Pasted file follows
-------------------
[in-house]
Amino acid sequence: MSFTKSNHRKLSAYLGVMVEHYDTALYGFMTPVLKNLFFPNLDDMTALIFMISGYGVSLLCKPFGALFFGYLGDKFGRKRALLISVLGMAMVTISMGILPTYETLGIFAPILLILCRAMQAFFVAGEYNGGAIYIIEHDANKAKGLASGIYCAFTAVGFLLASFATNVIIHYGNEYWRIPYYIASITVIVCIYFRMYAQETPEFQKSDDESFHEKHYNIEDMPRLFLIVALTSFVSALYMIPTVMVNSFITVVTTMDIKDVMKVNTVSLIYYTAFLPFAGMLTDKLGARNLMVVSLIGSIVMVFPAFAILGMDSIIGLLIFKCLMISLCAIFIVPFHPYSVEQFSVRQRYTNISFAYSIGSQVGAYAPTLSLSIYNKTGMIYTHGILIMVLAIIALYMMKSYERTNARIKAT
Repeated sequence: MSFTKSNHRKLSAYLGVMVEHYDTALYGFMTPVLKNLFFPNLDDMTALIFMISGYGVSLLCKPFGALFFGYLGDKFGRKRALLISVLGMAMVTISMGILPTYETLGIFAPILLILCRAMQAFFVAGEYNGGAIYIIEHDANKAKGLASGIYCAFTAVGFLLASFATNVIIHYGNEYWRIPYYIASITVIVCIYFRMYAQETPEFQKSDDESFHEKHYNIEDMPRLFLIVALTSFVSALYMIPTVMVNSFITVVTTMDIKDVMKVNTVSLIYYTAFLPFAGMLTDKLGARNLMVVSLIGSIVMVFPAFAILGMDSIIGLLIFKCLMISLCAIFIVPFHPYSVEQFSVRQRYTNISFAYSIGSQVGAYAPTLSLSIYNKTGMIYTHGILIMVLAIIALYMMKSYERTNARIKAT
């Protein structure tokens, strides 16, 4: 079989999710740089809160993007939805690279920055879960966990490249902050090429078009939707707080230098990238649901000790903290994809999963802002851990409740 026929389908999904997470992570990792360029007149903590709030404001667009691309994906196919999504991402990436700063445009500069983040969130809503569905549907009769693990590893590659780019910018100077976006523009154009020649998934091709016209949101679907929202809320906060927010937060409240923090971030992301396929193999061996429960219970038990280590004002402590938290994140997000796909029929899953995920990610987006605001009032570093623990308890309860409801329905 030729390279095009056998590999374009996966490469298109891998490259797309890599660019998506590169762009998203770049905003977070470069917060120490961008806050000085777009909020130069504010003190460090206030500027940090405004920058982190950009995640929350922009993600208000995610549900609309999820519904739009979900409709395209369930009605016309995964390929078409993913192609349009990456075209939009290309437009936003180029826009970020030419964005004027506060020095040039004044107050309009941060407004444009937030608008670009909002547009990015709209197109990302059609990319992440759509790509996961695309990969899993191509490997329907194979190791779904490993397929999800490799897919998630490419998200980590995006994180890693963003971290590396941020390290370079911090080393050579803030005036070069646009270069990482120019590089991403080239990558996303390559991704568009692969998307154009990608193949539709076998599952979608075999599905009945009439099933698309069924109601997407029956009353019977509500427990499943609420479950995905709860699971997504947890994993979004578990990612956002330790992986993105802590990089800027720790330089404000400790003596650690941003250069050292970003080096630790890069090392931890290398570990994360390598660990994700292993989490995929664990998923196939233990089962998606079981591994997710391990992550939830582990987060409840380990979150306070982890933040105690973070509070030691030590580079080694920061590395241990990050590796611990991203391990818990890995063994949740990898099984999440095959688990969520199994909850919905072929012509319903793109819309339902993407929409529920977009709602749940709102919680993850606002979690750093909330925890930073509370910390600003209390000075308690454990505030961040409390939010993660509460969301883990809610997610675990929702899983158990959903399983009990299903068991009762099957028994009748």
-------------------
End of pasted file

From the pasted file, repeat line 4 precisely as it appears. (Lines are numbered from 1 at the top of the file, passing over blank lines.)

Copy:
């Protein structure tokens, strides 16, 4: 079989999710740089809160993007939805690279920055879960966990490249902050090429078009939707707080230098990238649901000790903290994809999963802002851990409740 026929389908999904997470992570990792360029007149903590709030404001667009691309994906196919999504991402990436700063445009500069983040969130809503569905549907009769693990590893590659780019910018100077976006523009154009020649998934091709016209949101679907929202809320906060927010937060409240923090971030992301396929193999061996429960219970038990280590004002402590938290994140997000796909029929899953995920990610987006605001009032570093623990308890309860409801329905 030729390279095009056998590999374009996966490469298109891998490259797309890599660019998506590169762009998203770049905003977070470069917060120490961008806050000085777009909020130069504010003190460090206030500027940090405004920058982190950009995640929350922009993600208000995610549900609309999820519904739009979900409709395209369930009605016309995964390929078409993913192609349009990456075209939009290309437009936003180029826009970020030419964005004027506060020095040039004044107050309009941060407004444009937030608008670009909002547009990015709209197109990302059609990319992440759509790509996961695309990969899993191509490997329907194979190791779904490993397929999800490799897919998630490419998200980590995006994180890693963003971290590396941020390290370079911090080393050579803030005036070069646009270069990482120019590089991403080239990558996303390559991704568009692969998307154009990608193949539709076998599952979608075999599905009945009439099933698309069924109601997407029956009353019977509500427990499943609420479950995905709860699971997504947890994993979004578990990612956002330790992986993105802590990089800027720790330089404000400790003596650690941003250069050292970003080096630790890069090392931890290398570990994360390598660990994700292993989490995929664990998923196939233990089962998606079981591994997710391990992550939830582990987060409840380990979150306070982890933040105690973070509070030691030590580079080694920061590395241990990050590796611990991203391990818990890995063994949740990898099984999440095959688990969520199994909850919905072929012509319903793109819309339902993407929409529920977009709602749940709102919680993850606002979690750093909330925890930073509370910390600003209390000075308690454990505030961040409390939010993660509460969301883990809610997610675990929702899983158990959903399983009990299903068991009762099957028994009748």